Trimble hits out over compensation plans
FORMER Ulster Unionist leader Lord Trimble yesterday denounced as "offensive" a proposal to offer financial compensation to the family of every person killed during Northern Ireland's Troubles.
The plan for a 12,000 payment, believed to be a key proposal of an advisory group set up to deal with the legacy of violence in the province, has sparked controversy because it would be paid not only to families of victims of terrorism but also to relatives of dead IRA and loyalist militants.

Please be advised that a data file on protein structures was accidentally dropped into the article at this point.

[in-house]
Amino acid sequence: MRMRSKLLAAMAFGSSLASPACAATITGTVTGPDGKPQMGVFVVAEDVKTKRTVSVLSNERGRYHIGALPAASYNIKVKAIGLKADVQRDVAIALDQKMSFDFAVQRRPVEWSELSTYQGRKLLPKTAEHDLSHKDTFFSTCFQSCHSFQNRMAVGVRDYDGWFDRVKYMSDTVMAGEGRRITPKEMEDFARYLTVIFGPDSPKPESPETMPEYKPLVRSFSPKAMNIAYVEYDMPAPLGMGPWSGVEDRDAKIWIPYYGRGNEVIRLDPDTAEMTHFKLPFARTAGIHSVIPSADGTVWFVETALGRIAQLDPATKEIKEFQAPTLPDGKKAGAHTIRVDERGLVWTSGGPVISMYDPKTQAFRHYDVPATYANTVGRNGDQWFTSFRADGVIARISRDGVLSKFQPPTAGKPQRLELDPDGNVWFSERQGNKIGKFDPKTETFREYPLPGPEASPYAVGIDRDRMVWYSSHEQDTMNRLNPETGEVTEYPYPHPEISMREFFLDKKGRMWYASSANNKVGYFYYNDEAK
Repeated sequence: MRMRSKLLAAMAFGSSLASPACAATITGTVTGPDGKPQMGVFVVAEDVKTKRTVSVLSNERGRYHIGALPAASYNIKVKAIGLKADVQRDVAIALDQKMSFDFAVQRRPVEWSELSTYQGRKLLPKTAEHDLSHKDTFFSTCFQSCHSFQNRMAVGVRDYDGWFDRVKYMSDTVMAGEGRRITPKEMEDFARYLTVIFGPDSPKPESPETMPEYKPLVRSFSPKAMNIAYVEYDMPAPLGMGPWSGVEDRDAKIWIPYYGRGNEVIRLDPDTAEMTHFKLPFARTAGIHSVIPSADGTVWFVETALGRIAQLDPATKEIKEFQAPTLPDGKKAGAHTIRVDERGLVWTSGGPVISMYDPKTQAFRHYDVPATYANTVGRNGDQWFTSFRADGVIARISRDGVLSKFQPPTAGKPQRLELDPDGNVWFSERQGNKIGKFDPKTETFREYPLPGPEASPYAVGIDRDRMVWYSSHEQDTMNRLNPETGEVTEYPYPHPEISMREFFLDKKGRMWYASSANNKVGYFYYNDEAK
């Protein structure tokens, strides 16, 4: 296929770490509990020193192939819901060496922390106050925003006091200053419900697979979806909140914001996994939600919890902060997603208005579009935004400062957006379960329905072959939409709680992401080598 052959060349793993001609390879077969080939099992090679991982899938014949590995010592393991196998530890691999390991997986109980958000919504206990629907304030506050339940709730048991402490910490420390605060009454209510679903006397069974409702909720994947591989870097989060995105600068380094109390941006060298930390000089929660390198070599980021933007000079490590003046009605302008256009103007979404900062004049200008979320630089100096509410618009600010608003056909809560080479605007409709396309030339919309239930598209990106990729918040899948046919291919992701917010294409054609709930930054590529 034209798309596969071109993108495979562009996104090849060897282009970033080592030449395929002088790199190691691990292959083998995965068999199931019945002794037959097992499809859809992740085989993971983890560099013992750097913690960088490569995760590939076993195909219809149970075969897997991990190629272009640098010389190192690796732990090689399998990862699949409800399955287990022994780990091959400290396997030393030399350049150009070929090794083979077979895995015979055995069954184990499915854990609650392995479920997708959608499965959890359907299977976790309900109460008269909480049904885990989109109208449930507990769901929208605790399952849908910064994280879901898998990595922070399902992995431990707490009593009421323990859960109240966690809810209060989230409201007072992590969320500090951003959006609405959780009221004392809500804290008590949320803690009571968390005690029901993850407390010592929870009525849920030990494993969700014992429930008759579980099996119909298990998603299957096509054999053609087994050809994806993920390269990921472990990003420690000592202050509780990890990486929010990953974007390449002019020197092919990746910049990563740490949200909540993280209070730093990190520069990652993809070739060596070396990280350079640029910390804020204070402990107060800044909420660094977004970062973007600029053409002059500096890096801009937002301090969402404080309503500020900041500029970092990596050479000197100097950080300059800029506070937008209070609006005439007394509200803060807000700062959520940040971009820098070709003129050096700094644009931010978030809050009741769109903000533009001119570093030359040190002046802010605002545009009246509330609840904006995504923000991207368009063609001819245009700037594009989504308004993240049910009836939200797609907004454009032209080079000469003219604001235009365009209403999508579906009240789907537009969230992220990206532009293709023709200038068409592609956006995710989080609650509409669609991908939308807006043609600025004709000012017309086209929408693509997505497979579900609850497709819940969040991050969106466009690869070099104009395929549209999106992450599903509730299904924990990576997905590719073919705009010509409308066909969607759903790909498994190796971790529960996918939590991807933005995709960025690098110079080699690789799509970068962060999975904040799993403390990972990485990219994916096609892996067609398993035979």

Speaking on BBC Radio 4's Today programme, Lord Trimble said that he could understand the reasoning behind the proposal, as it was clear that the innocent wives and children of terrorists had suffered financially as a result of their family members' deaths while involved in paramilitary crimes.
But what he objected to was the idea that money could make up for the loss of a loved one.
The ambitious blueprint – expected to cost a total of 210m – includes plans for a "Legacy Commission" to bring closure to all the unsolved murders of the Troubles in a five-year period.
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